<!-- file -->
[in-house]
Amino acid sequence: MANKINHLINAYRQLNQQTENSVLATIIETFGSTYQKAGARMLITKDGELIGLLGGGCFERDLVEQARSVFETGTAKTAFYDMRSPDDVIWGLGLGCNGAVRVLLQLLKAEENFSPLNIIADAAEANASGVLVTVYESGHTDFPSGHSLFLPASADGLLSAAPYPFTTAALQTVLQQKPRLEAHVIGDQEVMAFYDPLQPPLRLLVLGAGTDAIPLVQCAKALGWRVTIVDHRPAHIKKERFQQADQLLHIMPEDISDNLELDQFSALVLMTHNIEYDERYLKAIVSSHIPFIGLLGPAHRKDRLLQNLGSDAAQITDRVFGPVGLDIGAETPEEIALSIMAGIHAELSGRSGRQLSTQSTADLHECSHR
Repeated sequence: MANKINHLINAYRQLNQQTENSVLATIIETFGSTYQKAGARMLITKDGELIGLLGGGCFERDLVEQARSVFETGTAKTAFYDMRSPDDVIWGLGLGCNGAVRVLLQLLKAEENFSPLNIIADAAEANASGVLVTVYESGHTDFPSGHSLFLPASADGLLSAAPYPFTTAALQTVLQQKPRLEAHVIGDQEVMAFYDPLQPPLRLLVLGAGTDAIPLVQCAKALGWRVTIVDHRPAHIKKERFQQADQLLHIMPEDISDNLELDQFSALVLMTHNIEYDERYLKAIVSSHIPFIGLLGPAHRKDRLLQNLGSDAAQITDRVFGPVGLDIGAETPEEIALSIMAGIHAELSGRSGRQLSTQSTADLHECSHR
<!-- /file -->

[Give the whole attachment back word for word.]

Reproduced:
[in-house]
Amino acid sequence: MANKINHLINAYRQLNQQTENSVLATIIETFGSTYQKAGARMLITKDGELIGLLGGGCFERDLVEQARSVFETGTAKTAFYDMRSPDDVIWGLGLGCNGAVRVLLQLLKAEENFSPLNIIADAAEANASGVLVTVYESGHTDFPSGHSLFLPASADGLLSAAPYPFTTAALQTVLQQKPRLEAHVIGDQEVMAFYDPLQPPLRLLVLGAGTDAIPLVQCAKALGWRVTIVDHRPAHIKKERFQQADQLLHIMPEDISDNLELDQFSALVLMTHNIEYDERYLKAIVSSHIPFIGLLGPAHRKDRLLQNLGSDAAQITDRVFGPVGLDIGAETPEEIALSIMAGIHAELSGRSGRQLSTQSTADLHECSHR
Repeated sequence: MANKINHLINAYRQLNQQTENSVLATIIETFGSTYQKAGARMLITKDGELIGLLGGGCFERDLVEQARSVFETGTAKTAFYDMRSPDDVIWGLGLGCNGAVRVLLQLLKAEENFSPLNIIADAAEANASGVLVTVYESGHTDFPSGHSLFLPASADGLLSAAPYPFTTAALQTVLQQKPRLEAHVIGDQEVMAFYDPLQPPLRLLVLGAGTDAIPLVQCAKALGWRVTIVDHRPAHIKKERFQQADQLLHIMPEDISDNLELDQFSALVLMTHNIEYDERYLKAIVSSHIPFIGLLGPAHRKDRLLQNLGSDAAQITDRVFGPVGLDIGAETPEEIALSIMAGIHAELSGRSGRQLSTQSTADLHECSHR